It is the feast of St Vincent de Paul. In Ireland St Vincent De Paul is best remembered by giving his name to the Society of St Vincent de Paul, which for those unfamiliar with it is a lay organisation working for social justice. In modern Ireland the need for the “V de P” is as great as ever.

The website Remembering Willie Doyle is devoted to the Irish Jesuit Willie Doyle, killed in action during World War 1. Most days the Remembering Willie Doyle blog is updated with an extract from Fr Doyle’s diaries or other writings.

The thoughts for September 27th lead into a consideration of St Vincent de Paul, the Jansenist heresy (which, when one reads about it, sounds with its emphasis on sin and damnation something close to an unfortunate strain in Irish Catholicism over the years) and  the state of the Church in France 350 years ago and parallels with today:

Fr Doyle isn’t the only great spiritual hero who felt he had much lukewarmness to account for. Today’s saint, Vincent de Paul, seems to have had very mixed motives during his early years. The desire to secure a prestigious ecclesiastical benefice and live in comfort seems to have been foremost in his mind when he was ordained a priest in his very early 20’s. In fact, he even had recourse to the courts to vindicate what he saw as his rights in the Church, and, so keen was he to protect his rights that he even chased a man who owed him money to Marseilles. It was on this expedition that he was kidnapped by Turkish pirates and sold as a slave. It is this experience, plus the importance of friendships like those with St Francis de Sales and Pierre de Berulle that gradually brought about his conversion.

There are other important similarities between St Vincent and Fr Doyle. Both were renowned for their charity. In Fr Doyle’s case this started very early in life – as a child he would take food from his family home and give it to the poor around Dalkey, his native village. He kept this habit all his life, often giving away his food and gifts to soldiers in the trenches.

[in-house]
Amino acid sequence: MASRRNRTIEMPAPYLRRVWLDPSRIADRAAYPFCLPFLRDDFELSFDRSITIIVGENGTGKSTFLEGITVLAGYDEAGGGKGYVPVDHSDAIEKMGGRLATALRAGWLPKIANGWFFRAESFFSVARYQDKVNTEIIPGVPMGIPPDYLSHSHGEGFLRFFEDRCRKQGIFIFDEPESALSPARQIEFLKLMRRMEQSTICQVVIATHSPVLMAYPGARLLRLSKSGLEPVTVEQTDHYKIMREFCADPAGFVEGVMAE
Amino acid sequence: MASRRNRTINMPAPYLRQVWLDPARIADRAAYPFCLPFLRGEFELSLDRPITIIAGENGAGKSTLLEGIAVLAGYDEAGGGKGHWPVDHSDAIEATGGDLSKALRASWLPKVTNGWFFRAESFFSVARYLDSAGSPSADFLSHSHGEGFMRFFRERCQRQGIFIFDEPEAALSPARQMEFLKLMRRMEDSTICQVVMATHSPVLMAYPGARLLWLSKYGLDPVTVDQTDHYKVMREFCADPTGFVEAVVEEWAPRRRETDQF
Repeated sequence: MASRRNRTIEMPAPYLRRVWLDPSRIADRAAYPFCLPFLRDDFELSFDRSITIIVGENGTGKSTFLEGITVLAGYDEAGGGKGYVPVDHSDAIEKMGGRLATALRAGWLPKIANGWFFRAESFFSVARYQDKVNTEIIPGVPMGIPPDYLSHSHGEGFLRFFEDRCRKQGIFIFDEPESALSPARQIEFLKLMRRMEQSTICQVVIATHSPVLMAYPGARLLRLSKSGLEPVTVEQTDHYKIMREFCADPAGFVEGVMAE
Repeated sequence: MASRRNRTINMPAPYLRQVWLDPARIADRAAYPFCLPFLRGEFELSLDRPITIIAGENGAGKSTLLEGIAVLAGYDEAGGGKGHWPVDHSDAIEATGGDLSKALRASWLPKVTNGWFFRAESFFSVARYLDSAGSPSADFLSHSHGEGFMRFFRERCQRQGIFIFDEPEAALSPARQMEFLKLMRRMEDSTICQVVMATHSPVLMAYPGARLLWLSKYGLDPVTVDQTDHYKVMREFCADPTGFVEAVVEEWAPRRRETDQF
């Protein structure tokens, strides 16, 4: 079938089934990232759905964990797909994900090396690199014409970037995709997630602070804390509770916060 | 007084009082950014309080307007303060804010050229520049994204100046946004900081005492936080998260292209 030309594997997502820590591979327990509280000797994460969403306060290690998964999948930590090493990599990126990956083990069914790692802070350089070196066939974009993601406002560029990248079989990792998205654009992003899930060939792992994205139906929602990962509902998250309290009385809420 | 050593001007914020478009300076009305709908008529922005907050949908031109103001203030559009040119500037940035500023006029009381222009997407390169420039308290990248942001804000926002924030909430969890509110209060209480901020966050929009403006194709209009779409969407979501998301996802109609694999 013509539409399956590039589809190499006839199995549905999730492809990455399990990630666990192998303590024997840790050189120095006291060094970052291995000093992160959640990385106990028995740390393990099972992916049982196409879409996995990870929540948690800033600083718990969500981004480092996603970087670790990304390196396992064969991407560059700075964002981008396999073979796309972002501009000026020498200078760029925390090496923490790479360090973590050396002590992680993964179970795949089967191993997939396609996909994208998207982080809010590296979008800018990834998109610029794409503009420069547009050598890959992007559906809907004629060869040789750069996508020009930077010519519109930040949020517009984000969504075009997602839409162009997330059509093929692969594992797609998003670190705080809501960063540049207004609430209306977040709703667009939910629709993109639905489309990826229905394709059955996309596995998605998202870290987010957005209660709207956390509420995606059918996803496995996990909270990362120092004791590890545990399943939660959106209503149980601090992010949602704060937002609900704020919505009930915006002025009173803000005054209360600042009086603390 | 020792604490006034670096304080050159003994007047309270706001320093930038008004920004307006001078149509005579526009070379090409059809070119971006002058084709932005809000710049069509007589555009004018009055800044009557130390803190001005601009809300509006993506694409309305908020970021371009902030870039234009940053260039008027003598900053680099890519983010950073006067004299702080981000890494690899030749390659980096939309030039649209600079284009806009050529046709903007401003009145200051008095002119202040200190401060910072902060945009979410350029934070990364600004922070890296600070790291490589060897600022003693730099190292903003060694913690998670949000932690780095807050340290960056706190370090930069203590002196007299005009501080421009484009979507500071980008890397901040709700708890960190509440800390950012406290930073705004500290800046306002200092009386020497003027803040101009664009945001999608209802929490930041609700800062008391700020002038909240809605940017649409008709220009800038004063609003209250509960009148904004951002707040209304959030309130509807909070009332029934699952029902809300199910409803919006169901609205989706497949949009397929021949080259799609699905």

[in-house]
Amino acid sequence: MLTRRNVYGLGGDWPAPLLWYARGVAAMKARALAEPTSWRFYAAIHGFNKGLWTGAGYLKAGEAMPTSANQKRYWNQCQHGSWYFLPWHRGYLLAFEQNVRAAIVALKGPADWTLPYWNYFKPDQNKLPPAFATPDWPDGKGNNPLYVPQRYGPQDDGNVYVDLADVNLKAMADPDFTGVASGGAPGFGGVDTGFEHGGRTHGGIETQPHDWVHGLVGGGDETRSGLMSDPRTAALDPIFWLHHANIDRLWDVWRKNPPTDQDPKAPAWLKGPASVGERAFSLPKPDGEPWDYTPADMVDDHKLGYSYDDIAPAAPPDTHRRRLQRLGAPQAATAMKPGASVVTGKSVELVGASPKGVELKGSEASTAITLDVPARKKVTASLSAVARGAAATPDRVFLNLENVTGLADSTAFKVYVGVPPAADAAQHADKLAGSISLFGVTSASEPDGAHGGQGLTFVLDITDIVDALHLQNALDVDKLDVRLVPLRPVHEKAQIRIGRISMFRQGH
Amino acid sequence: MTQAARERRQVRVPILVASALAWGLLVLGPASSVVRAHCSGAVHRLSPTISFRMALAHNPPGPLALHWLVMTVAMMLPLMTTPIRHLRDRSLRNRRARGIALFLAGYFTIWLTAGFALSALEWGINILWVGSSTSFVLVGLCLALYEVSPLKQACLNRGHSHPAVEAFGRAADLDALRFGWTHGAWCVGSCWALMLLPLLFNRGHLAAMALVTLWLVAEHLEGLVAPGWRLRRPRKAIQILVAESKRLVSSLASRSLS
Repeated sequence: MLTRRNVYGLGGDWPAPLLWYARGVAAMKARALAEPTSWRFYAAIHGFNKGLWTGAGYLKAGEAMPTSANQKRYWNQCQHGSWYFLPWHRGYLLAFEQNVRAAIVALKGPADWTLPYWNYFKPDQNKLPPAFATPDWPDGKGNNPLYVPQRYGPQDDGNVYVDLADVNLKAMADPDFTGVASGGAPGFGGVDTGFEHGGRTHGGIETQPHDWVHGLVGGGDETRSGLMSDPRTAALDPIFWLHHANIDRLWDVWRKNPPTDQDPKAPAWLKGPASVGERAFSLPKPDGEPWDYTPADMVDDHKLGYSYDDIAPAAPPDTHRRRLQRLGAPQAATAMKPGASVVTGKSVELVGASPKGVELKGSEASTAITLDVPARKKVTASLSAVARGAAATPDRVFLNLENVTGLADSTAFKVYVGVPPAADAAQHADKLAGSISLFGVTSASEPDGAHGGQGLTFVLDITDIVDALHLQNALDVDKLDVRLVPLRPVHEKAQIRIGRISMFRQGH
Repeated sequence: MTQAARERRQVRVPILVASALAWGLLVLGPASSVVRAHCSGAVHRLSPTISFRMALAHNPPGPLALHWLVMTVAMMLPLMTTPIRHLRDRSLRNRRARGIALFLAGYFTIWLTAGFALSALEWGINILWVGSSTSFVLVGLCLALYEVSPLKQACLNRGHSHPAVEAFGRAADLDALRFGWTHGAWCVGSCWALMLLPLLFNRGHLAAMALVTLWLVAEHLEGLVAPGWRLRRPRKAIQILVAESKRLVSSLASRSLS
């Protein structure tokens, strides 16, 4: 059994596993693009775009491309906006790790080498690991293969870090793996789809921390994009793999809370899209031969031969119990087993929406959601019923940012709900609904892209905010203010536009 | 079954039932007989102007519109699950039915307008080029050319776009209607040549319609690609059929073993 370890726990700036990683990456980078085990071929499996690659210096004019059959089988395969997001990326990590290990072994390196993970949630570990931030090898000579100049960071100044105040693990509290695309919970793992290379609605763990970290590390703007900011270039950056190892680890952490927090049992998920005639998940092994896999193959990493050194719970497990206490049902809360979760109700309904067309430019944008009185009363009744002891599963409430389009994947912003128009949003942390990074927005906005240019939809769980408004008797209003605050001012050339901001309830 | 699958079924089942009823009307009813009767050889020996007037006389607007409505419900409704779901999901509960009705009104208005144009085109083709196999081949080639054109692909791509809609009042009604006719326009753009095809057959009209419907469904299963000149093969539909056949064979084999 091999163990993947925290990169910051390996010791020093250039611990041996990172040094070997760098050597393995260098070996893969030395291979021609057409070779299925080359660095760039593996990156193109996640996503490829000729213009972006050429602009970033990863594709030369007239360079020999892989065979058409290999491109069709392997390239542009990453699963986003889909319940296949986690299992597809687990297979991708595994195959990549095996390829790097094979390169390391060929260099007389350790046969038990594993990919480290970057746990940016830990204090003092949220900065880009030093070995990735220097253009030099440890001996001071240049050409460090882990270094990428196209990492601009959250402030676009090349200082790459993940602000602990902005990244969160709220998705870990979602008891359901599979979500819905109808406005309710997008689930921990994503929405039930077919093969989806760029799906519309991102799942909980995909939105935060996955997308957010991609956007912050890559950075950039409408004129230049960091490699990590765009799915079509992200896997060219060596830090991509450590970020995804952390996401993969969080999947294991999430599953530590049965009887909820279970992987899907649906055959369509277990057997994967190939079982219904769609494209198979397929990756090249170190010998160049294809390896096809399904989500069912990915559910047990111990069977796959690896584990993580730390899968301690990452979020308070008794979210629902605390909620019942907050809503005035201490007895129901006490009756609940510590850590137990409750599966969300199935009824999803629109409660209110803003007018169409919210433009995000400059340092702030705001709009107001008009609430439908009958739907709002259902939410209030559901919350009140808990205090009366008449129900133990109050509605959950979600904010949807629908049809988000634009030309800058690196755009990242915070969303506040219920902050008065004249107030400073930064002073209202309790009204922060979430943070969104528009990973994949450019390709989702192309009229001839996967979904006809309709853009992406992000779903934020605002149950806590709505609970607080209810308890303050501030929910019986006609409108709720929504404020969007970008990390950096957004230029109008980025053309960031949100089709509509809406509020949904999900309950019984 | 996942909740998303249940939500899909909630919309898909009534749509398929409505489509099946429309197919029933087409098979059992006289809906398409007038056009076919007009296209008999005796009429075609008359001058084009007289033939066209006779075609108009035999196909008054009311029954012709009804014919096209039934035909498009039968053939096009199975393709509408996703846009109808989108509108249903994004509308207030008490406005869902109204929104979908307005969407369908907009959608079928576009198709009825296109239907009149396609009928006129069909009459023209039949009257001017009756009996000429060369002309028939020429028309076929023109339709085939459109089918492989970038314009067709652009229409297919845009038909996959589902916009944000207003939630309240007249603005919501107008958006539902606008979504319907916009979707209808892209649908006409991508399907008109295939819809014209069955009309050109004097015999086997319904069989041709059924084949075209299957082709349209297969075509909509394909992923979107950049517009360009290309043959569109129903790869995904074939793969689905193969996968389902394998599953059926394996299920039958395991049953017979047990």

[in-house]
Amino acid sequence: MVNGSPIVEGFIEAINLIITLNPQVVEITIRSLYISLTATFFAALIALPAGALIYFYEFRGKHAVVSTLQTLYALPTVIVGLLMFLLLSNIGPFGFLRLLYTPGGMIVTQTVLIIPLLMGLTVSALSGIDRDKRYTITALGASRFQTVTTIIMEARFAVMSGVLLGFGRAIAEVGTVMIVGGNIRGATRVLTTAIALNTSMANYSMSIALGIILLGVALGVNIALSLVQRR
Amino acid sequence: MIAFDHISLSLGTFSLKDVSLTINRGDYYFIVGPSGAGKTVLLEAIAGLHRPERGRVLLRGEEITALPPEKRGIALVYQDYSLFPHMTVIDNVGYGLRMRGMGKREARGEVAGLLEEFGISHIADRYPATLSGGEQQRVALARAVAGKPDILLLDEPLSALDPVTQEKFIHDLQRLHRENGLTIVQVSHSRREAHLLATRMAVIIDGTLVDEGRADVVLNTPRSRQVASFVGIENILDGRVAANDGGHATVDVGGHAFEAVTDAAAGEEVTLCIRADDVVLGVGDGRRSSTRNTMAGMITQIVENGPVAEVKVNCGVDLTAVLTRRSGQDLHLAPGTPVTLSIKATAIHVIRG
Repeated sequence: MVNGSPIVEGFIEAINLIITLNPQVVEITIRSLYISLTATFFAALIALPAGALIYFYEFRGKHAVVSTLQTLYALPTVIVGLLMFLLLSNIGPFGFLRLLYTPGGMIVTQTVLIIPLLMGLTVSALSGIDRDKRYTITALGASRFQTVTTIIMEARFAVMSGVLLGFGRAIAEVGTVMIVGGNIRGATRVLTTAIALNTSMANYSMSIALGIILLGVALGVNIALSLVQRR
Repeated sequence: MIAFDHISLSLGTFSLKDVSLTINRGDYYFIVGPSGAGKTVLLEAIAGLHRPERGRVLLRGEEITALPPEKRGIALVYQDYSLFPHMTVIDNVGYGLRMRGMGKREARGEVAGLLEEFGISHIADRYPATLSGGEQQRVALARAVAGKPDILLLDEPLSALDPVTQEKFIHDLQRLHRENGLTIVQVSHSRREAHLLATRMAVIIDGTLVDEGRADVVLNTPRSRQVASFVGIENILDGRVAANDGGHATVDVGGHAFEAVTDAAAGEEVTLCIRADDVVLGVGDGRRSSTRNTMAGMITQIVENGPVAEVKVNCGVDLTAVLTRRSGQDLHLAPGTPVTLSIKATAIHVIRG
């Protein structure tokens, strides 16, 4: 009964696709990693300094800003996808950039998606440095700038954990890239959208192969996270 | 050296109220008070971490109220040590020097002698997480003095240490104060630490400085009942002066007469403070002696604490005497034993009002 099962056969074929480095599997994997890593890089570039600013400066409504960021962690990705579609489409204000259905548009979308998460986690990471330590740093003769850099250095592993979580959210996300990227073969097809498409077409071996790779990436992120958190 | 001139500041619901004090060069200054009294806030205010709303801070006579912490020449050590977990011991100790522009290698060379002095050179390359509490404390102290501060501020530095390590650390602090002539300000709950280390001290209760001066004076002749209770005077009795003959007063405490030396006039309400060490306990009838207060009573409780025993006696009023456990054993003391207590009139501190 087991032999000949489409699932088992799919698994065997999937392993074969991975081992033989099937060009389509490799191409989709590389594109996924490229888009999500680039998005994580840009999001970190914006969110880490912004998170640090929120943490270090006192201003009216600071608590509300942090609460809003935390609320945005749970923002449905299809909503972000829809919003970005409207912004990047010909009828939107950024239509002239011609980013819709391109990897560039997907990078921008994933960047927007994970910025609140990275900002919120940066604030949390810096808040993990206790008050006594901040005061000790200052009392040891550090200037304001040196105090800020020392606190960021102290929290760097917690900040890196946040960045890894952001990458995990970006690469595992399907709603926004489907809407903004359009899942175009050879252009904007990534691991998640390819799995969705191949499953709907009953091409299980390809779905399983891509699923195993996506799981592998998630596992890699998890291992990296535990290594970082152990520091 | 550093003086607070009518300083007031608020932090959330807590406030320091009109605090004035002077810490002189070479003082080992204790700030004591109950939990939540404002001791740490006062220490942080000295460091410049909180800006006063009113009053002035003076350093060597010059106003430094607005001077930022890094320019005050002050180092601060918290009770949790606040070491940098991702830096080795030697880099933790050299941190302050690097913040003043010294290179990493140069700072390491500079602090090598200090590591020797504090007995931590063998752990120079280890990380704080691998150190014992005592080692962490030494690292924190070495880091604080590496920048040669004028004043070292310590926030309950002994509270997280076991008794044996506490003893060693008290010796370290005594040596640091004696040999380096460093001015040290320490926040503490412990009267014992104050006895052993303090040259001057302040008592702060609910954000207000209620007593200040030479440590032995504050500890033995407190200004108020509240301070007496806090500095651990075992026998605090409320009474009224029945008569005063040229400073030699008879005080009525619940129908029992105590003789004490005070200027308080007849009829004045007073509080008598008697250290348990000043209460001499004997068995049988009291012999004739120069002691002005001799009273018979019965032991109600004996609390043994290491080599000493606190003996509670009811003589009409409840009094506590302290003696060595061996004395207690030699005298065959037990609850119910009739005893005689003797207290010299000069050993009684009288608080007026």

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Extinct in Ireland, September 27th – Small mountain ringlet (Erebia epiphron)

Extinct in Ireland, September 27th –   Small mountain ringlet (Erebia epiphron)

From the Straffan Butterfly Farm page:

The small mountain ringlet:

A famous butterfly collector called Mr Edwin Birchall claimed to have collected a series of these butterflies halfway up Croagh Patrick in June 1854 and one of these specimens resides in the National Museum in Dublin. There is another specimen believed to have been captured by Rev.R. McClean on the east shores of Lough Gill in 1895. Yet another collector W.F.Kane claimed to have seen specimens in the Nephin Mountains in County Mayo in 1900 although he does not seem to have captured any of them.

There are a total of 6 specimens in existence of which 3 may be genuine and 3 which are of unknown origin but could be Irish as they are labelled Kane 1903.

This is a small and elusive butterfly and difficult to find at the best of t imes in Scotland and Europe. It will only fly in bright sunshine and colonises east facing areas of grassland containing Mat Grass but the butterfly is not generally found below 2000 ft. altitude.

So why the doubt?

After 1903 Croagh Patrick was searched many times and not a single Mountain Ringlet was ever found. The Eastern shore location for the Lough Gill specimen turned out to be a most unsuitable habitat for this species and well below it’s normal altitude. Also the actual specimen label states Sligo but the eastern end of Lough Gill is in Leitrim. The Nephin Mountains are a real possibility of a suitable habitat with the inaccessable Nephin Beg being a good bet. However around 1940 the whole side of this mountain caught fire after a drought and this may have destroyed the species, if it ever existed there.